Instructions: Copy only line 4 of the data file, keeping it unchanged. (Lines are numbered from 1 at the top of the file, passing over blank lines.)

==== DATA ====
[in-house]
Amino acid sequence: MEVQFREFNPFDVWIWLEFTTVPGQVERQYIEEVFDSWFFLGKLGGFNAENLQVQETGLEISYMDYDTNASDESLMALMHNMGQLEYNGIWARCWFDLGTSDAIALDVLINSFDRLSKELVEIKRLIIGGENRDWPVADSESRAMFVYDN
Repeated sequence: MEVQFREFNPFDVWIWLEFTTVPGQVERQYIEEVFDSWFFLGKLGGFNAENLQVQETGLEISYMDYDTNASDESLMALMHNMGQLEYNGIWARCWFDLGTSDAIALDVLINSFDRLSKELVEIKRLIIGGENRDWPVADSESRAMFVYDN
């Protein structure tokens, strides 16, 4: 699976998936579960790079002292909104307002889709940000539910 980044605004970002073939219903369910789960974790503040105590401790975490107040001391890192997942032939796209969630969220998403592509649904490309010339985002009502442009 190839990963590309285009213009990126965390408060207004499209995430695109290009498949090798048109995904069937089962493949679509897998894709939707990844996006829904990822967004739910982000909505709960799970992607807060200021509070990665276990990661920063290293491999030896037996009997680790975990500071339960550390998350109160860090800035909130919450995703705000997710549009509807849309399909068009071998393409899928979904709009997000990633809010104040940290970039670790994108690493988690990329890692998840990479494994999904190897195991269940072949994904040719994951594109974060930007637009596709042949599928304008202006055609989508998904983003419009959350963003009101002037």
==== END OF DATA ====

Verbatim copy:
């Protein structure tokens, strides 16, 4: 699976998936579960790079002292909104307002889709940000539910 980044605004970002073939219903369910789960974790503040105590401790975490107040001391890192997942032939796209969630969220998403592509649904490309010339985002009502442009 190839990963590309285009213009990126965390408060207004499209995430695109290009498949090798048109995904069937089962493949679509897998894709939707990844996006829904990822967004739910982000909505709960799970992607807060200021509070990665276990990661920063290293491999030896037996009997680790975990500071339960550390998350109160860090800035909130919450995703705000997710549009509807849309399909068009071998393409899928979904709009997000990633809010104040940290970039670790994108690493988690990329890692998840990479494994999904190897195991269940072949994904040719994951594109974060930007637009596709042949599928304008202006055609989508998904983003419009959350963003009101002037």